Here in Wisconsin, winter is nearly behind us. The temperatures will be getting warmer, and we’ll start to see signs of Spring.
It’s interesting to me how the change of seasons brings new food ideas. The warm caramel, rich tastes of winter fade into the Spring tastes of lemon and spring herbs like chives. Even my cooking classes change from more requests for bread and hearty winter fare to pretty mousses, madeleines and other lovelies.
One of the things I love about the season change is bringing out my old and dear pieces of cooking equipment, like my dearly loved and used Madeleine pans, Easter bunny chocolate molds, tempering equipment and ring molds for pretty mousse layered with ladyfinger sponge cake.
Speaking of Madeleines, have you ever tasted one? They’re one of the first cookies/cakes of France. Some people like them fresh from the oven. Others enjoy them the next day—just a bit crispy with a cup of tea or coffee. The taste is ever so subtle with a hint of lemon in the tender cake. Some say the second bite of a Madeleine is always the best. I have to agree. I love the bit of crunch of the very end. The sweet cakes were mentioned by Proust in Swann’s Way, the first Volume of Remembrance of Things Past. As he eats a madeleine, it brings back a wonderful childhood memory.
I’ll never forget learning to make Madeleines at Le Cordon Bleu. It was in Basic Pastry class. We were only using whisks and hand implements so whisking the eggs and sugar to the ribbon stage was quite a task. We’d whisk and whisk, only for the Chef to come by and motion with his hands to whisk more and faster. At last, they were ready. An important part of the recipe is melting the butter, then letting it rest to allow the milk solids to settle to the bottom of the liquid. This makes the end result very tender. Essentially, it’s making clarified butter or ghee. There were many times in class when I had those “lightbulb” moments. Those tiny tips and steps to take a preparation from good to great. Another very important step is pan preparation. When the Madeleines come out of the oven, the pan is rapped on the counter top to release the cakes. If the pan hasn’t been properly prepared, the cakes will stick. Each cavity of the pan is carefully brushed with butter then dusted with flour and tapped out. It’s a labor of love.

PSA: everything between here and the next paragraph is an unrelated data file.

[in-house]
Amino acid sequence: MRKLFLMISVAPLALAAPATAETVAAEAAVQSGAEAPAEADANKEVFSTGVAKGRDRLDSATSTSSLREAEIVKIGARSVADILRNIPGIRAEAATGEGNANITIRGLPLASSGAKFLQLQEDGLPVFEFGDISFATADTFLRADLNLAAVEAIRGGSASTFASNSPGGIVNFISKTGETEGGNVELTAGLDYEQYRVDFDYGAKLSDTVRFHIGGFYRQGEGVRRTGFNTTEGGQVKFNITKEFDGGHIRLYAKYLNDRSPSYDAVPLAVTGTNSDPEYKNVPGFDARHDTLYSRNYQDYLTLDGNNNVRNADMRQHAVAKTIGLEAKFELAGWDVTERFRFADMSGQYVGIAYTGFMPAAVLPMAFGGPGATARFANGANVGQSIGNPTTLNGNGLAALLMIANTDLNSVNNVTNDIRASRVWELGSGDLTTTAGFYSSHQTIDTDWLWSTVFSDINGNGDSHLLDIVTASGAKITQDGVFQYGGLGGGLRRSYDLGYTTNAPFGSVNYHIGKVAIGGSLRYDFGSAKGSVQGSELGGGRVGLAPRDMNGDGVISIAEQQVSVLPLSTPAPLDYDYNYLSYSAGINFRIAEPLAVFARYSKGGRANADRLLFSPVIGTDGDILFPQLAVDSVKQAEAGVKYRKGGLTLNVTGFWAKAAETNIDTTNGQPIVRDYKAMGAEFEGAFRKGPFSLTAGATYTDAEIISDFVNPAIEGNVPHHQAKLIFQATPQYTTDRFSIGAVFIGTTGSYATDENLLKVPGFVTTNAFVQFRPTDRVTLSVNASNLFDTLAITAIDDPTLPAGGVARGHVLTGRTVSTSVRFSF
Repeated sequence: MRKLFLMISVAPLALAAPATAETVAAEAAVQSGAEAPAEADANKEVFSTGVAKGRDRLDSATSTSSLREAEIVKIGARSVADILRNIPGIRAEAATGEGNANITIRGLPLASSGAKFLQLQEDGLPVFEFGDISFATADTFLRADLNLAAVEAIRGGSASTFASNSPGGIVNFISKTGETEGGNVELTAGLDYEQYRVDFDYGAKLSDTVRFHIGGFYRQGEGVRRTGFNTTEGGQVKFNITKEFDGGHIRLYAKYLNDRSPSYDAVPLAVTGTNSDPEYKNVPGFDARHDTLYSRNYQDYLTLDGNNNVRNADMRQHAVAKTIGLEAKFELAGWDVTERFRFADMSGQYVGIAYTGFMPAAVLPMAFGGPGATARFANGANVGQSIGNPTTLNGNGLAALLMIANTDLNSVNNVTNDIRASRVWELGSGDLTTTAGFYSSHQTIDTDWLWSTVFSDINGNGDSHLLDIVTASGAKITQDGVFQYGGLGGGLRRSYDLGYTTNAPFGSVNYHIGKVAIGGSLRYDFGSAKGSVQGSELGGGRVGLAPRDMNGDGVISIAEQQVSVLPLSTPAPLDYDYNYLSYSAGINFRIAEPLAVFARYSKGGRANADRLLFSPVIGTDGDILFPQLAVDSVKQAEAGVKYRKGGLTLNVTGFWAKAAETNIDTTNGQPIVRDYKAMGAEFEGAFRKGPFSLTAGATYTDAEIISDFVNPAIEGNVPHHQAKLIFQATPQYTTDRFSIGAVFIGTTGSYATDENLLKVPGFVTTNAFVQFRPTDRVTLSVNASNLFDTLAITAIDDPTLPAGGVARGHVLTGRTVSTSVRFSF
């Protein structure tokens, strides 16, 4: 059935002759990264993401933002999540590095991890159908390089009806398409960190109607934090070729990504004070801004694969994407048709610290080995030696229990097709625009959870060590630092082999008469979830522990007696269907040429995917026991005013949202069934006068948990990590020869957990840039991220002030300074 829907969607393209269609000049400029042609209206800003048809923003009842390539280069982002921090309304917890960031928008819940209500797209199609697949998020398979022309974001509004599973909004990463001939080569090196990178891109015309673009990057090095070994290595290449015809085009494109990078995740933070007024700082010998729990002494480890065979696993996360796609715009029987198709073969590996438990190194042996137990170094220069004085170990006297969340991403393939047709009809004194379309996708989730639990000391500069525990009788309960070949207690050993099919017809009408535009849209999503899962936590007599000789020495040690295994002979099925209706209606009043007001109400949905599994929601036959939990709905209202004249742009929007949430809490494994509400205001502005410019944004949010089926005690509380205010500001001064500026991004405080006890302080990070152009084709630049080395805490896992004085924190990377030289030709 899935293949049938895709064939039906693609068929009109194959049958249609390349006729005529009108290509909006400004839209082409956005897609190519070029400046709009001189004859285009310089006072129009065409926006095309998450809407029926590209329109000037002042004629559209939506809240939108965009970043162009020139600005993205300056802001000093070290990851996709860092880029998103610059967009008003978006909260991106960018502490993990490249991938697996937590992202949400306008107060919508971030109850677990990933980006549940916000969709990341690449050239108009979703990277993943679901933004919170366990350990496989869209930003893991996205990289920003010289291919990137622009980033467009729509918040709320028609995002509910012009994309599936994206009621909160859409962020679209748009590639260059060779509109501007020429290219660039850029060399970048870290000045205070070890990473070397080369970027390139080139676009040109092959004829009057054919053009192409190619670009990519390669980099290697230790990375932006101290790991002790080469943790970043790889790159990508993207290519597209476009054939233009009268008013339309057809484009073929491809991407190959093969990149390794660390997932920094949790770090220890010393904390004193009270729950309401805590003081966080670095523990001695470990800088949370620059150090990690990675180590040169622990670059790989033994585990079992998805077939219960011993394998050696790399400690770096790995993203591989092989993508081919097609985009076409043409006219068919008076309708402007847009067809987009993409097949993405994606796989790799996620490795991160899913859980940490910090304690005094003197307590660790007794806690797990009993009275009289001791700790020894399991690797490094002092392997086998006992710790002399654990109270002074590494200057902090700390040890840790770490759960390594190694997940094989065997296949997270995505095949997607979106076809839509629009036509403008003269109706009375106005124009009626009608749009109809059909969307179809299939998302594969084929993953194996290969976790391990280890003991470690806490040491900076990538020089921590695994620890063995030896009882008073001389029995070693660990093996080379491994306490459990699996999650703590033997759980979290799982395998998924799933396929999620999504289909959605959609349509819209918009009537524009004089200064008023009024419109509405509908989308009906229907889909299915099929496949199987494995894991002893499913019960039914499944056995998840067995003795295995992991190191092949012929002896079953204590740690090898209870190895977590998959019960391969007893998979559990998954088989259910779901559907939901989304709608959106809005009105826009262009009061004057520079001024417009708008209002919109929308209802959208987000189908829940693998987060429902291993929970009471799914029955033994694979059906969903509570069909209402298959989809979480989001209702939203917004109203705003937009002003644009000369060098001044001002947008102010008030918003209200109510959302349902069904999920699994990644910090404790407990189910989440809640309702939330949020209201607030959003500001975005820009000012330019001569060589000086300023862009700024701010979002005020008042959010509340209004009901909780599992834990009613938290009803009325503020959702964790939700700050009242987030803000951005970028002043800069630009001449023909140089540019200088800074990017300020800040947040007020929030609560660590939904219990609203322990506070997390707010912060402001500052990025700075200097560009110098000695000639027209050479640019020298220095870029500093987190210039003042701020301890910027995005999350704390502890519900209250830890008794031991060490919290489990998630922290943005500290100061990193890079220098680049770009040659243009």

Each time a travel to Paris, I visit patisseries and restaurants when I can taste the best Madeleines. Some are fancy, others are more rustic. I enjoy every bite! Many cafes offer a tiny Madeleine on the side of the demi taste cup of cafe. Isn’t the sweet? I love that part!
I also visit E. Delhillerin, when the pans and all pastry equipment is sold. And, where dear Julia Child shopped for her equipment during her time at Le Cordon Bleu to create her wonderful kitchen. Why do I have so many Madeleine pans at The Little French Bakery?
Because I can’t leave without one! Now, pans are available with a non-stick finish, or even in Silicone. I still go for the tin version which are simply wiped clean after each use.
In September, I’ll be returning to Paris with a group. We’ll taste, and shop our way around the city including hands-on cooking classes, demos and incredible walking tours of tiny foods shops and treasures. I’ll take you into E. Dehillerin to shop and see the selection of pans, culinary tools. There is limited space on the tour, so I can give my guests individual help with selecting equipment and navigating the sales process. I so hope you’ll join me! I’m sharing my Madeleine recipe with you so you can also enjoy the flavors of Spring. I hope to see you in September. Bon Appetit!
Susan Holding founded The Little French Bakery in 1999 in rural North Freedom, Wisconsin. The studio is home to hands-on style cooking classes and Susan’s commercial kitchen, where she prepares special-order items. She enjoys cooking, baking, and exploring the world of food, travel and life in general.